By: Senator Tracy Pennycuick (R-24)
Three of the scariest words in the English language are spoken thousands of times a day in a doctor’s office across the country, “you have cancer”. This year more than 12,000 Pennsylvanian women will hear these words as they are diagnosed with breast cancer. Some of whom are our friends, family members, neighbors, coworkers – perhaps even ourselves.
Breast cancer continues to be the second cause of death in women. Triple-negative breast cancer specifically, accounts for up to 20% of all diagnosed invasive breast cancer cases, affecting about 13 in 100,000 women each year. It is also one of the most challenging breast cancers for clinicians to effectively treat.
More than 53,700 new breast cancer cases nationwide in 2019 were triple-negative breast cancer, with higher prevalence among younger women, Black and Hispanic women, women with type 2 diabetes or carrying excess weight in the abdomen area and those with BRCA1 mutations.
Because of the cancer’s prevalence, I introduced a Senate Resolution to designate March 2023 as, “Triple-Negative Breast Cancer Awareness Month” in Pennsylvania, in efforts to promote awareness surrounding this aggressive form of breast cancer. So aggressive that it quickly grows and is likely to have spread by the time it is found. That’s why promoting triple-negative breast cancer awareness is so important.
There has been no greater ally in the fight against breast cancer than the President and Founder of the PA Breast Cancer Coalition, Pat Halpin-Murphy. I have worked with her, on various breast cancer measures, one being including the passage of Senator Kim Ward’s Senate Bill 8, an historic measure that breaks down financial barriers for early breast cancer detection.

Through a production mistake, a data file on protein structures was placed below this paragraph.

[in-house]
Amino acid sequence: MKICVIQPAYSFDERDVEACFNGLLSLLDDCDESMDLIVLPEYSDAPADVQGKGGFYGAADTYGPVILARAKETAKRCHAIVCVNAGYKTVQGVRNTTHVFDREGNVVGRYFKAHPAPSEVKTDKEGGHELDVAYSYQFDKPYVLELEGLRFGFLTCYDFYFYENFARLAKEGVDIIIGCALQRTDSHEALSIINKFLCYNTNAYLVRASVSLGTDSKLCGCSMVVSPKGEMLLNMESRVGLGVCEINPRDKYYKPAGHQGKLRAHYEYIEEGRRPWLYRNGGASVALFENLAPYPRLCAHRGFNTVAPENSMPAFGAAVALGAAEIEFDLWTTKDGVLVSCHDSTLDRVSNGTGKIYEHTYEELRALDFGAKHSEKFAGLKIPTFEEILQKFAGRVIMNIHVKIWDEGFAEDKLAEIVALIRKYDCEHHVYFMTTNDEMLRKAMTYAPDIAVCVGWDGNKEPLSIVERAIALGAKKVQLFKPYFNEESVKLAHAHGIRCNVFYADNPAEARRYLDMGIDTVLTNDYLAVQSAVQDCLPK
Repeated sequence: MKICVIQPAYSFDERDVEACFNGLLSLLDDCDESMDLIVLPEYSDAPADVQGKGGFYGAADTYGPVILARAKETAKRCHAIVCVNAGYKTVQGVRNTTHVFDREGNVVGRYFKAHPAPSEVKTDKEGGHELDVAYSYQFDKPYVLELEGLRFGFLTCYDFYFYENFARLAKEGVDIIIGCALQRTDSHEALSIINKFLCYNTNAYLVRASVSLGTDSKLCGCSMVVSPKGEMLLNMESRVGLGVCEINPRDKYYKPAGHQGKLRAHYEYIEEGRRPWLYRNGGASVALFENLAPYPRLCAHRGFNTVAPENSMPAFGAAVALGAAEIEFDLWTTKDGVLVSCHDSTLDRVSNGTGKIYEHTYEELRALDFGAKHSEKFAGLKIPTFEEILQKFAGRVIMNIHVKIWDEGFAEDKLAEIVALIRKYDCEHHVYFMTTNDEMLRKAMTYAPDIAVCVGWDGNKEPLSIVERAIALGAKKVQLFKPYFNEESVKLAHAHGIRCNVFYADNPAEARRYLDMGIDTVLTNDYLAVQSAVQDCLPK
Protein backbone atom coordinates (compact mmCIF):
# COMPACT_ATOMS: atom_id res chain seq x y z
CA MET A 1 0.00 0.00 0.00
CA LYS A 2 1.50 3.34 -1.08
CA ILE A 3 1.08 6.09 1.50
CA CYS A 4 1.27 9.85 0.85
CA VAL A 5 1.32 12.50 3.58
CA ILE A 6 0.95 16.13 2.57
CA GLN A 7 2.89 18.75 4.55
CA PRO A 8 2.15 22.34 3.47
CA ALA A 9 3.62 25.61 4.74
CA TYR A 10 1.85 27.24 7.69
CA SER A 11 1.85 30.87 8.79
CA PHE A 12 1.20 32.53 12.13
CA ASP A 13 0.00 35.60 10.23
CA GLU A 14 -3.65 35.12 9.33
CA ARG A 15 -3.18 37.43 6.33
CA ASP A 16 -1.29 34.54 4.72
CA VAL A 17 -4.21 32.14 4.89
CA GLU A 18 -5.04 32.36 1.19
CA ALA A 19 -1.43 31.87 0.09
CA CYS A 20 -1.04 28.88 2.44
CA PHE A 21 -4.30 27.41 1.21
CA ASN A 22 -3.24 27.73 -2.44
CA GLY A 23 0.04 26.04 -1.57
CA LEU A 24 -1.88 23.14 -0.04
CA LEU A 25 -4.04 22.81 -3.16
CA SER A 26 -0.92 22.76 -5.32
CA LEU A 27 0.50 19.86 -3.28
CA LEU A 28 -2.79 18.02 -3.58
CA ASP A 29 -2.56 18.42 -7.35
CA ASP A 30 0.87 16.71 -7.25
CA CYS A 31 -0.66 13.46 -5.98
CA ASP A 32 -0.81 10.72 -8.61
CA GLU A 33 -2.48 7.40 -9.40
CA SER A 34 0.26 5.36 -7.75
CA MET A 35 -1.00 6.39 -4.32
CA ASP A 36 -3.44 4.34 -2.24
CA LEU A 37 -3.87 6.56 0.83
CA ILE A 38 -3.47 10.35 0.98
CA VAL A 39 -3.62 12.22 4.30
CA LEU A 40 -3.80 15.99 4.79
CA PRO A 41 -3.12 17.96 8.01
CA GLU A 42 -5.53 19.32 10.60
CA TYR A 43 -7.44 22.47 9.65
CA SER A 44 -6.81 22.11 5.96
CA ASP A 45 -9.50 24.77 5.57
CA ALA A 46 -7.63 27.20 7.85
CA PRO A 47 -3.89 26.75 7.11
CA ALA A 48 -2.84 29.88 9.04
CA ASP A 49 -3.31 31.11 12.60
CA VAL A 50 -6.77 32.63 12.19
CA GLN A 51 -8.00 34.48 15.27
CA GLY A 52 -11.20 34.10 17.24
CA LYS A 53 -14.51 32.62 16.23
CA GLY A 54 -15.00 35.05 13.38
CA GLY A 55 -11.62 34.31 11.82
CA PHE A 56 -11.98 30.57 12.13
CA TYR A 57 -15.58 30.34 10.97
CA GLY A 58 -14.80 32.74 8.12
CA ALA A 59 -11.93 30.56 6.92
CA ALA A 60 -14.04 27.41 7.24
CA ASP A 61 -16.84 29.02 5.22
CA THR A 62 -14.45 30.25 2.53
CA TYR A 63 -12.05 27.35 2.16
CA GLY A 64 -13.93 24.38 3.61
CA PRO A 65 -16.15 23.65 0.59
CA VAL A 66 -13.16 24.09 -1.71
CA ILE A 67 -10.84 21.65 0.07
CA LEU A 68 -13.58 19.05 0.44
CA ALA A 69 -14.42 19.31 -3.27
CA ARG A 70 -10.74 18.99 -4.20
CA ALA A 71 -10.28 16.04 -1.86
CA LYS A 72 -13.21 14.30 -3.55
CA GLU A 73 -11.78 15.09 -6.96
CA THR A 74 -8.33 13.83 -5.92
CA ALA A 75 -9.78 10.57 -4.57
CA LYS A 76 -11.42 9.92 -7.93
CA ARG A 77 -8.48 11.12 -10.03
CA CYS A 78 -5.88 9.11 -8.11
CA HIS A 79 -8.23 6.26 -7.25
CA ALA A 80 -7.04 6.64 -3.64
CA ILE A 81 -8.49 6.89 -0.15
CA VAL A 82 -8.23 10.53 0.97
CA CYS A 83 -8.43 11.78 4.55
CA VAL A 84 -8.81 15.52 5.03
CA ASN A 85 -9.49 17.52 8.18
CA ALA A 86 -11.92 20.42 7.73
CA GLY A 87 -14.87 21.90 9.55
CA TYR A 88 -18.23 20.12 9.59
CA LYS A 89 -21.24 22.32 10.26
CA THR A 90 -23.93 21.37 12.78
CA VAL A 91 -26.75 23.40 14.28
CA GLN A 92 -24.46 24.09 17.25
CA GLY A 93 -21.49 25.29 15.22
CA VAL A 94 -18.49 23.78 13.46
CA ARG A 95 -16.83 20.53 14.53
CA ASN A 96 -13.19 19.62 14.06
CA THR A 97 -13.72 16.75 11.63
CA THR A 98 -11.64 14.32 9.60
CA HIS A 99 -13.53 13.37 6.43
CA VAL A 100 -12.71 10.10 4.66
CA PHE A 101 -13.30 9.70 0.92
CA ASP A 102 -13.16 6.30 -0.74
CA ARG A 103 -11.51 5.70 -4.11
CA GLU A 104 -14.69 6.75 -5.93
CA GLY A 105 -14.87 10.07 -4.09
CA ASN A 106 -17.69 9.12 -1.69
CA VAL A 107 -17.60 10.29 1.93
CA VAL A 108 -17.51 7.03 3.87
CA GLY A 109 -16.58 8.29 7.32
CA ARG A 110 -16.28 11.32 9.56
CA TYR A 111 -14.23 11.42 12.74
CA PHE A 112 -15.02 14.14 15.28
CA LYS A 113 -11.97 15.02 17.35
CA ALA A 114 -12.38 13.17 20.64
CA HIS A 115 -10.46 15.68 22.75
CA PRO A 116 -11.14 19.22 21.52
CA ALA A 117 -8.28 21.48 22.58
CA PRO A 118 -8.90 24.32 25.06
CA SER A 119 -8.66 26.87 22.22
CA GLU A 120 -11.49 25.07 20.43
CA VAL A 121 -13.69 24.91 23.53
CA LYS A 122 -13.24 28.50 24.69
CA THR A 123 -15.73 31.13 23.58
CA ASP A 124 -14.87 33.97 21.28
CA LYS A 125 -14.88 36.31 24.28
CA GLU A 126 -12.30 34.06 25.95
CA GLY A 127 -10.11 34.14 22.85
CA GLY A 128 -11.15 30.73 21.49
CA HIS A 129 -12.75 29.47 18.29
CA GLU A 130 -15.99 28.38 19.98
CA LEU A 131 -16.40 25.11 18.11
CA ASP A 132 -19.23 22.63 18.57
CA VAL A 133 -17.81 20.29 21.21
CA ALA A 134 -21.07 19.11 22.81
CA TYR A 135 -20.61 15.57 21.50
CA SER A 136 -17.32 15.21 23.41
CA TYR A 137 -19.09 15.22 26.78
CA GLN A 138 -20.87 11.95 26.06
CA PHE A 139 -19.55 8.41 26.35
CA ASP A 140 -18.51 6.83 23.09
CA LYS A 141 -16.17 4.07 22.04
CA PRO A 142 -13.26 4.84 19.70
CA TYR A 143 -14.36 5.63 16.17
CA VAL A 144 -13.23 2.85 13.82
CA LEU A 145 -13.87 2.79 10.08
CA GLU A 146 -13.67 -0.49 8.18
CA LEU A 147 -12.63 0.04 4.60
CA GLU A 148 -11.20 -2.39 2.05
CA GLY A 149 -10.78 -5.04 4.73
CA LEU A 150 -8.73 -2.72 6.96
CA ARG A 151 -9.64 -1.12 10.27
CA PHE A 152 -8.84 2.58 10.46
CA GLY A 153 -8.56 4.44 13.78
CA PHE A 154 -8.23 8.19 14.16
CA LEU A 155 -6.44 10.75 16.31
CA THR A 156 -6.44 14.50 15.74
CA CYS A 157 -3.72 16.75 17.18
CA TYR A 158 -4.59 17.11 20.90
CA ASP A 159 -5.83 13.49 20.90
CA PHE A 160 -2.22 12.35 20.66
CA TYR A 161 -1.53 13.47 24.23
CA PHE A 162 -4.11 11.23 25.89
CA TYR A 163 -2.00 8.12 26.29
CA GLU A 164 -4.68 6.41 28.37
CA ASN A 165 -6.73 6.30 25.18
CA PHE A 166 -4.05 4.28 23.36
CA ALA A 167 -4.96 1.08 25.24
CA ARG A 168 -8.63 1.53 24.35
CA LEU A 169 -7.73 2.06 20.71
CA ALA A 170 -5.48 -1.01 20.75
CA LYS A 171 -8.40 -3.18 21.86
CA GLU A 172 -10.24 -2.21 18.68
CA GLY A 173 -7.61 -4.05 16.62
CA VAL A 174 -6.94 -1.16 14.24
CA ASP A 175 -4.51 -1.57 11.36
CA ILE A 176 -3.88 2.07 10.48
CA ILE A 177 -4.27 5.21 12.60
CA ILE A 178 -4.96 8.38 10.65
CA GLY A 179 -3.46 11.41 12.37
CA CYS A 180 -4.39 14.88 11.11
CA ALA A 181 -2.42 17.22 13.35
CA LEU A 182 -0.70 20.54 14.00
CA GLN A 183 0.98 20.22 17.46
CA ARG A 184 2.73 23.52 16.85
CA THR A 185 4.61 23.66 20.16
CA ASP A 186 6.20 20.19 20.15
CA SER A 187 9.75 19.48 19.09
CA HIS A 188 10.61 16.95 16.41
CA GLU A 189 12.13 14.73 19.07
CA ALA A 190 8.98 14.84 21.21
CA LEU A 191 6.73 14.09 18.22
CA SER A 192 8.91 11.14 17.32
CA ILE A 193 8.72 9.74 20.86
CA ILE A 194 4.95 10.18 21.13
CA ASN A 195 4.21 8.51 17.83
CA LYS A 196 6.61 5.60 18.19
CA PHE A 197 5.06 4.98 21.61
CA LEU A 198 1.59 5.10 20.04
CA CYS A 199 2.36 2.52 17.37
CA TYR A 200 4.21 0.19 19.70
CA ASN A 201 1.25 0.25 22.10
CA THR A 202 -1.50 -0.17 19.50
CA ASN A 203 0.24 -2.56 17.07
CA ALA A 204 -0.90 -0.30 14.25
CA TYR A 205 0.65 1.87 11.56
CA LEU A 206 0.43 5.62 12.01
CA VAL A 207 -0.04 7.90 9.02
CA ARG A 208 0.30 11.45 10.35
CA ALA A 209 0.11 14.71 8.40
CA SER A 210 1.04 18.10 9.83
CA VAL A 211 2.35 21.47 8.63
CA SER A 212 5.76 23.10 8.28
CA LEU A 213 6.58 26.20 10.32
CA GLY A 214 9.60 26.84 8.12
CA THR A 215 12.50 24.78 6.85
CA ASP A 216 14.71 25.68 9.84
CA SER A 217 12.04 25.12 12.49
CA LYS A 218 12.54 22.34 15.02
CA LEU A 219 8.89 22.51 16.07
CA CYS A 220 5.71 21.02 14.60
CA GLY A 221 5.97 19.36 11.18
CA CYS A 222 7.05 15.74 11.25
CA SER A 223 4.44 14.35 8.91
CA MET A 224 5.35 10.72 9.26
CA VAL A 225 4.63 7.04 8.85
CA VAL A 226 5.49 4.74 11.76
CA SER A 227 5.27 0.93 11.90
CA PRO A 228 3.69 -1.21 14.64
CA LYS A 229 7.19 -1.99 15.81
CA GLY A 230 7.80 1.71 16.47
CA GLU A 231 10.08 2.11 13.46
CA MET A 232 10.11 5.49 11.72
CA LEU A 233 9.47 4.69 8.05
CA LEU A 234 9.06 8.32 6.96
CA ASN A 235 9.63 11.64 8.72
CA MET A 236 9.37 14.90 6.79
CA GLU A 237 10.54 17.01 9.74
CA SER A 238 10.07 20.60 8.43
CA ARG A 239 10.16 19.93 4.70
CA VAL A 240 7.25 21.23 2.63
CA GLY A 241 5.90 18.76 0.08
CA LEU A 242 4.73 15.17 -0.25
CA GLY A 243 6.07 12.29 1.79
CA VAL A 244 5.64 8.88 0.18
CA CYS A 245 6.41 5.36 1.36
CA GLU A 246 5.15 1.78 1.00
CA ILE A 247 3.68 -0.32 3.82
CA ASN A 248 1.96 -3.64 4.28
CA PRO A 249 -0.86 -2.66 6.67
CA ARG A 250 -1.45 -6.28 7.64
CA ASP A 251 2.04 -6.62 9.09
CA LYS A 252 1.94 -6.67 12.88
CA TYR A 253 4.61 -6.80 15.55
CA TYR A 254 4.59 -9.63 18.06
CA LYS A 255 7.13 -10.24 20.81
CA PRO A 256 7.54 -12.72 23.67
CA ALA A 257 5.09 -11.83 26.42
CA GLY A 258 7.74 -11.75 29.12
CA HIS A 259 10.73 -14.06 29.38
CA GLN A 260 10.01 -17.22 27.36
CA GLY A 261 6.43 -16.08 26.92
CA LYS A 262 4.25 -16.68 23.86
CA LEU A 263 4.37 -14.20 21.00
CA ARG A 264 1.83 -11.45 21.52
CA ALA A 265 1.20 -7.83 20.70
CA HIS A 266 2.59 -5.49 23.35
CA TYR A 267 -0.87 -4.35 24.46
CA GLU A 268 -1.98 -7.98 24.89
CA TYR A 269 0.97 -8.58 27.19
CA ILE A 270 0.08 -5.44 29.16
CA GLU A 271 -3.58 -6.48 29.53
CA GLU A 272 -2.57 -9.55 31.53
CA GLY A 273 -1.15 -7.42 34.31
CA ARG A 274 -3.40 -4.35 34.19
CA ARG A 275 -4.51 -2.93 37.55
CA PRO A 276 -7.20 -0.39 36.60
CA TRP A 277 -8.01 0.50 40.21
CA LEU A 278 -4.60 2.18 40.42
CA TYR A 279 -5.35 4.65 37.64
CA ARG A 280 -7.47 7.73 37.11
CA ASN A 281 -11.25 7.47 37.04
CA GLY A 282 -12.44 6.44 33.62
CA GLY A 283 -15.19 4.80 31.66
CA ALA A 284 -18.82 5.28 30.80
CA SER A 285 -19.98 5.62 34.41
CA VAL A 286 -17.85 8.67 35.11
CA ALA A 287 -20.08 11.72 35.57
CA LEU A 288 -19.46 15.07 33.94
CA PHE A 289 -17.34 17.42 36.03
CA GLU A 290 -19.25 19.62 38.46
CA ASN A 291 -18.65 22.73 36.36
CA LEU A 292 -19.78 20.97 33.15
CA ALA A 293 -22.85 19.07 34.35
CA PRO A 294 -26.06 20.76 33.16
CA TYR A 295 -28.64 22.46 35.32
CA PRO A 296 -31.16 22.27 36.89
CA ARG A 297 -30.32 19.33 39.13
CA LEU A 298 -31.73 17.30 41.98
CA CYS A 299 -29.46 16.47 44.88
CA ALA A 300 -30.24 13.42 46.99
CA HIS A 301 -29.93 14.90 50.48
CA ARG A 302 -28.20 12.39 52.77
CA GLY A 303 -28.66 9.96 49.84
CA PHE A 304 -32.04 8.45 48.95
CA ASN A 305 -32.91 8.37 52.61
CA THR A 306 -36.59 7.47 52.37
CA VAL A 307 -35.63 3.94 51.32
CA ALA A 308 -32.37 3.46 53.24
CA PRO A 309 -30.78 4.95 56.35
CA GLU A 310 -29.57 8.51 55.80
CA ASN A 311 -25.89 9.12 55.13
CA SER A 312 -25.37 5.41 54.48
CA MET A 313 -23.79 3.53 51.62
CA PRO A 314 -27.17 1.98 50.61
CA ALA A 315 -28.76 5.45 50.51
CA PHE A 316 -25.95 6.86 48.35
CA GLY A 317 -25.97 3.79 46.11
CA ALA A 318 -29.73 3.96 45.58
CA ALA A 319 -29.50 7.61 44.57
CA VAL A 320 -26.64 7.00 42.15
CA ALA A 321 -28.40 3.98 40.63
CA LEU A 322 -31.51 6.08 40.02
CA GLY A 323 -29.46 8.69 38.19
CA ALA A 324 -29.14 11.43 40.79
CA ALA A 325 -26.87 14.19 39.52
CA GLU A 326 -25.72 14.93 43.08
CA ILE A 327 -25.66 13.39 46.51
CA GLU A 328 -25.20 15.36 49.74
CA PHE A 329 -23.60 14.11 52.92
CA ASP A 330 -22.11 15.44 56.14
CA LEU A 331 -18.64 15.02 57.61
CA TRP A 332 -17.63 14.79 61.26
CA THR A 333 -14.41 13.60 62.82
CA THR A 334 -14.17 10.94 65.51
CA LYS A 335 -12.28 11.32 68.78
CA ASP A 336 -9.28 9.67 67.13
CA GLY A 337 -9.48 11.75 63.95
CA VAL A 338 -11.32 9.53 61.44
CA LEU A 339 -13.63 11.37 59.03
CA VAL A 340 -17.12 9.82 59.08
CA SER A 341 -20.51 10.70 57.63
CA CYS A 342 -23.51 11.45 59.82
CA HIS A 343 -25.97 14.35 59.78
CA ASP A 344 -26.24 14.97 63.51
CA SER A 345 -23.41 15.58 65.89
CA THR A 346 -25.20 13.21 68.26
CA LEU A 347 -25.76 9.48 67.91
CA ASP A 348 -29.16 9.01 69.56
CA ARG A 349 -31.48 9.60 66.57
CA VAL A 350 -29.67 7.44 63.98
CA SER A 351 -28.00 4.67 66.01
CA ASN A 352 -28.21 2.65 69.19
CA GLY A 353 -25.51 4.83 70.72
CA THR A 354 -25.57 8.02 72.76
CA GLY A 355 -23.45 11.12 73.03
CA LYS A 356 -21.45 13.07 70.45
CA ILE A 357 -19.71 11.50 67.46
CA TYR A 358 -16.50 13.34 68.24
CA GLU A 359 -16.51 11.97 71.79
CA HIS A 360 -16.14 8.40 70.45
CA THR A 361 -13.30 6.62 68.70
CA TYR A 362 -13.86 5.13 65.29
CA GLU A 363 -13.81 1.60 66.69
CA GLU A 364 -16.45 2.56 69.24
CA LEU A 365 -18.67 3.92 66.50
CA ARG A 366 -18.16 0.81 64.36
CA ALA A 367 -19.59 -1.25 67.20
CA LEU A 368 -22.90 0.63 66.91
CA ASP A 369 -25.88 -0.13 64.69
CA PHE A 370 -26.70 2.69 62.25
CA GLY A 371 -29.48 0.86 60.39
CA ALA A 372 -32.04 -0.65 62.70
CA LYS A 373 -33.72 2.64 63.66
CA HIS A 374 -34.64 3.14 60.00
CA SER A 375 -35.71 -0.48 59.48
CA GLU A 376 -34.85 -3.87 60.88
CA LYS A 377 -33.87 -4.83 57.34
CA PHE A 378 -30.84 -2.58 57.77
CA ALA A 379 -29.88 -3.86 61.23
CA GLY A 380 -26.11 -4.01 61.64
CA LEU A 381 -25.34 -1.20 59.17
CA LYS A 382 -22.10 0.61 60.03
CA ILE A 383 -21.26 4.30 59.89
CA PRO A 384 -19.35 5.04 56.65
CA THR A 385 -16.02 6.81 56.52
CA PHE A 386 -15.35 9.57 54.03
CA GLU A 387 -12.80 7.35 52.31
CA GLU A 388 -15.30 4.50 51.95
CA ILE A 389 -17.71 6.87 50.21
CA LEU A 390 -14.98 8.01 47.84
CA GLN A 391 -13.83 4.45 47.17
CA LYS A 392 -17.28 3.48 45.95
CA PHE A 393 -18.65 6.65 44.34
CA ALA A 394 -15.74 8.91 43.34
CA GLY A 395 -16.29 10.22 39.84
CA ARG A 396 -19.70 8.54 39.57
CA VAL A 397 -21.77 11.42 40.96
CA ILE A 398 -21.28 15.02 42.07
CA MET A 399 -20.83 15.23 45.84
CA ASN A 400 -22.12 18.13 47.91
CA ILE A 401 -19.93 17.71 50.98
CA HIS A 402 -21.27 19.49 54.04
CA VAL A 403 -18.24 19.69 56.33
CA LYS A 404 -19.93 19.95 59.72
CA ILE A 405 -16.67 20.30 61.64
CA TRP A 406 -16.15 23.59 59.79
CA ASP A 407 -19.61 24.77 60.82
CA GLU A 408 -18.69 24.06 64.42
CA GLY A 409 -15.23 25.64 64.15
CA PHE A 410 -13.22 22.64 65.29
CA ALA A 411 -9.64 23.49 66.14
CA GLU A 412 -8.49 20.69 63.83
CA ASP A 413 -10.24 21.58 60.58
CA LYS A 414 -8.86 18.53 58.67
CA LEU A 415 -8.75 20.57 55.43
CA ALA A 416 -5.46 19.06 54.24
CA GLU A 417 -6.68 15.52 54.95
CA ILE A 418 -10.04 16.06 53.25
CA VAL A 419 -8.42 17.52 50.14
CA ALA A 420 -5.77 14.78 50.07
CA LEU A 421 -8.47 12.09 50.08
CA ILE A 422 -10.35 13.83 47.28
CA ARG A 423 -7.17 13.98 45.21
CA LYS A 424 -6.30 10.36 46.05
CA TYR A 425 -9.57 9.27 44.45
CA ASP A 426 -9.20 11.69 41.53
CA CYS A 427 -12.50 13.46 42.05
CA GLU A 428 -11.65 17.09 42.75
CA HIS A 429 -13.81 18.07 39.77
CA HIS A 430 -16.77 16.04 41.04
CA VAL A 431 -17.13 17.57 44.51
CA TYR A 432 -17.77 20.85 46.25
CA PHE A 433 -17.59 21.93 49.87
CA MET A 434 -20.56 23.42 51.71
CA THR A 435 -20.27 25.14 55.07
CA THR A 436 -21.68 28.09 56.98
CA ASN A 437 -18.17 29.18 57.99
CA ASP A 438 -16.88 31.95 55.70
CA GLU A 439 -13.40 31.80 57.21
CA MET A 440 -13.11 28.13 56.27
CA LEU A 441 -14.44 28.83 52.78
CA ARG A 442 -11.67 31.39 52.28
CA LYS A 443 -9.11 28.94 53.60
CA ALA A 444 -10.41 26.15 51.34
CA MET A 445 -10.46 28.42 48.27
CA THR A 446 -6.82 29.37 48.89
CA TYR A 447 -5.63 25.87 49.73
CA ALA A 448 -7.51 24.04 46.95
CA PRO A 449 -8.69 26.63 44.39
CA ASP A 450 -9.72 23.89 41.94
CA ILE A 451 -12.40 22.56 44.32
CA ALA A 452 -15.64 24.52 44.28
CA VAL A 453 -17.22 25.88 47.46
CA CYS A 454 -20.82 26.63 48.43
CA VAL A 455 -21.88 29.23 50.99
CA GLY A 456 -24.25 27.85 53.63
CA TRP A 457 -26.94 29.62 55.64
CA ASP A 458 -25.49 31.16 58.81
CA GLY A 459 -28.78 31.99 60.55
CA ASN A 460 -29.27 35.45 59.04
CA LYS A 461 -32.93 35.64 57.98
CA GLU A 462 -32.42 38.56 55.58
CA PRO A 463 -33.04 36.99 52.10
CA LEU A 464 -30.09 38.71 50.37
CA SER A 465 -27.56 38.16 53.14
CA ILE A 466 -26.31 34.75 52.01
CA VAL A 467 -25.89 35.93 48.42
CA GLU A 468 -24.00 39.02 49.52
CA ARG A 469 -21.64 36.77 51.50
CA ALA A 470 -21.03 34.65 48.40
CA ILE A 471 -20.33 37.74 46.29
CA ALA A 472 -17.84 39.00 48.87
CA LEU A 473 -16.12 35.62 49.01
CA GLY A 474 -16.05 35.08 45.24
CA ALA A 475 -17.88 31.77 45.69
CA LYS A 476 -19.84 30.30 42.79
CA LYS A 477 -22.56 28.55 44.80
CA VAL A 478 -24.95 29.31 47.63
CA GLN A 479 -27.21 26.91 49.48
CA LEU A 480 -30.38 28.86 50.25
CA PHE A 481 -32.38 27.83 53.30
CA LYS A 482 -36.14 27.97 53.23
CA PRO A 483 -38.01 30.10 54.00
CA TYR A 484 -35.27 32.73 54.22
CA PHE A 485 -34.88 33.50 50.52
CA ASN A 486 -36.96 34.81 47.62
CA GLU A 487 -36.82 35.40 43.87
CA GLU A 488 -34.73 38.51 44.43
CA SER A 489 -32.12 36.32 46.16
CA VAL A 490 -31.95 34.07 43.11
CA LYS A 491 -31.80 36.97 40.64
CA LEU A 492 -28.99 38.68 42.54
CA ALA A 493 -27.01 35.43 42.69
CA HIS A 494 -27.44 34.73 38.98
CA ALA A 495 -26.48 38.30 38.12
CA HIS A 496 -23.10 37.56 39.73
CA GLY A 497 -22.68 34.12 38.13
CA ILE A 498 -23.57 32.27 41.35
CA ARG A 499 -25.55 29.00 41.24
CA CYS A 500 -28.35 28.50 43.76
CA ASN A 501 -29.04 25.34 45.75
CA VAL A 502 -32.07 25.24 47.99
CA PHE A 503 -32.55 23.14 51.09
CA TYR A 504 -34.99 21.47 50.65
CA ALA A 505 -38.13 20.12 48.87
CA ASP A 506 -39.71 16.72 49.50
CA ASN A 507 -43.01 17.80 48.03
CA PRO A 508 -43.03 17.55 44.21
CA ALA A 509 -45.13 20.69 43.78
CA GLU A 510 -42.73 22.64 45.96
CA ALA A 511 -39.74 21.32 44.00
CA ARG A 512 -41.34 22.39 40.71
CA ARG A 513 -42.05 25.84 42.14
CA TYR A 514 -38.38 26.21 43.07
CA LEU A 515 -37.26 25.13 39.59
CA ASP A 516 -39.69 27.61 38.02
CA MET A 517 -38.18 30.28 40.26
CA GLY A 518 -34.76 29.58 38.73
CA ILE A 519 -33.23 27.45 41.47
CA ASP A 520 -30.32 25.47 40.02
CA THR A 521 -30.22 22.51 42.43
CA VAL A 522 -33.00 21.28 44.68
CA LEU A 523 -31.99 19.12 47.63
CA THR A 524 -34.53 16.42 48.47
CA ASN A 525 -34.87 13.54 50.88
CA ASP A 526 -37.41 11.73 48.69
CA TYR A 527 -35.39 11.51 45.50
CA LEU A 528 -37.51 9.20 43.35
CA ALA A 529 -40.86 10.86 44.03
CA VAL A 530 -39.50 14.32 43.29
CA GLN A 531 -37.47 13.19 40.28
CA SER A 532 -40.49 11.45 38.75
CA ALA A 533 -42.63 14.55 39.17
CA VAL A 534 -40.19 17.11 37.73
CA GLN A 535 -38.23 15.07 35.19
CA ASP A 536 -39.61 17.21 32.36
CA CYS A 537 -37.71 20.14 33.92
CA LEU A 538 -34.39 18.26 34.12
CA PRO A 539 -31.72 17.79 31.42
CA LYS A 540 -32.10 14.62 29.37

Through the PA Breast Cancer Coalition’s leadership and support, Pennsylvania continues to lead the nation in triple negative breast cancer research through their Research Grants Initiative. Each year, the PBCC offers $100,000 research grants to scientists working to find the cause of and cure for breast cancer as well as improved treatments.
Triple-negative breast cancer cells are tough to treat since they do not contain the three key receptors that medicines and therapies typically target in other types of breast cancers. The limited therapies available specifically addressing the management of triple-negative breast cancer have made treating this disease a challenge for clinicians, making this research vitally important.
My advocacy journey began when my mother, grandmother, aunt, and cousins were delivered with this news. Getting involved and advocating for women like those in my family is personally rewarding.
There is no substitute for catching cancer early. Early detection of cancer can greatly increase the likelihood of positive treatment outcomes. When cancer care is delayed or inaccessible there is a lower chance of survival and greater probability of complications. Overall, 77% of women who have triple negative breast cancer are alive five years after diagnosis.
Not only do I encourage those reading to get tested but to also help advocate for all women. Whether you enroll as a volunteer, act as a support system for those going through treatment, you can make an impact in the fight against breast cancer.
So let’s find a cure now…so our daughters don’t have to.
CONTACT: Lidia Di Fiore email@example.com (215) 541-2388